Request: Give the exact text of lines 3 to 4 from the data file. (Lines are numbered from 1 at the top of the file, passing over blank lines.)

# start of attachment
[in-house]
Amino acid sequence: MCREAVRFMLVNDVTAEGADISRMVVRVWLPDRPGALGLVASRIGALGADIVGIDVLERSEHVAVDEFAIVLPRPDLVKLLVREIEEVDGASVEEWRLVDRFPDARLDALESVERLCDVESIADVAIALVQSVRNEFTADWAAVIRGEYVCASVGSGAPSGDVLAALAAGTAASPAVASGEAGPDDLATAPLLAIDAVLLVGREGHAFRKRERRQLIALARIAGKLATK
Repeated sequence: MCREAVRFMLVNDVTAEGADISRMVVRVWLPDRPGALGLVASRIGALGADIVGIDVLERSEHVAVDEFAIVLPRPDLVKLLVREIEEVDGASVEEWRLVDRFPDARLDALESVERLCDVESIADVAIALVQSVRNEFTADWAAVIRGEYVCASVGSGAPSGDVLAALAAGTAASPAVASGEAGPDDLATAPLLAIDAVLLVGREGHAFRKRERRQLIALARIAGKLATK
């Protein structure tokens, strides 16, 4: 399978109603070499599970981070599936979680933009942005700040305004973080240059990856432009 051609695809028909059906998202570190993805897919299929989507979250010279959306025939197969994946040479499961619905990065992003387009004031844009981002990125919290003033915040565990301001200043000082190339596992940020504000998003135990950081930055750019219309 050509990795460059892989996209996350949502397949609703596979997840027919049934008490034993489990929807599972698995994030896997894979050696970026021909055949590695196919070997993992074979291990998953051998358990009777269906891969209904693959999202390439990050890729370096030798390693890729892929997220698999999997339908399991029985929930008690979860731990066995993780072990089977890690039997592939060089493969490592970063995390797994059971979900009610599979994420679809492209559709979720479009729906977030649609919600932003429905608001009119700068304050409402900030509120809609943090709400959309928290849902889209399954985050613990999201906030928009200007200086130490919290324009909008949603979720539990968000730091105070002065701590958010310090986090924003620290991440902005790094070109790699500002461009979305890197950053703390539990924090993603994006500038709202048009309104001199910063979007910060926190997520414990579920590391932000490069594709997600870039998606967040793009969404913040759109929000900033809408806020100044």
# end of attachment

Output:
Repeated sequence: MCREAVRFMLVNDVTAEGADISRMVVRVWLPDRPGALGLVASRIGALGADIVGIDVLERSEHVAVDEFAIVLPRPDLVKLLVREIEEVDGASVEEWRLVDRFPDARLDALESVERLCDVESIADVAIALVQSVRNEFTADWAAVIRGEYVCASVGSGAPSGDVLAALAAGTAASPAVASGEAGPDDLATAPLLAIDAVLLVGREGHAFRKRERRQLIALARIAGKLATK
């Protein structure tokens, strides 16, 4: 399978109603070499599970981070599936979680933009942005700040305004973080240059990856432009 051609695809028909059906998202570190993805897919299929989507979250010279959306025939197969994946040479499961619905990065992003387009004031844009981002990125919290003033915040565990301001200043000082190339596992940020504000998003135990950081930055750019219309 050509990795460059892989996209996350949502397949609703596979997840027919049934008490034993489990929807599972698995994030896997894979050696970026021909055949590695196919070997993992074979291990998953051998358990009777269906891969209904693959999202390439990050890729370096030798390693890729892929997220698999999997339908399991029985929930008690979860731990066995993780072990089977890690039997592939060089493969490592970063995390797994059971979900009610599979994420679809492209559709979720479009729906977030649609919600932003429905608001009119700068304050409402900030509120809609943090709400959309928290849902889209399954985050613990999201906030928009200007200086130490919290324009909008949603979720539990968000730091105070002065701590958010310090986090924003620290991440902005790094070109790699500002461009979305890197950053703390539990924090993603994006500038709202048009309104001199910063979007910060926190997520414990579920590391932000490069594709997600870039998606967040793009969404913040759109929000900033809408806020100044």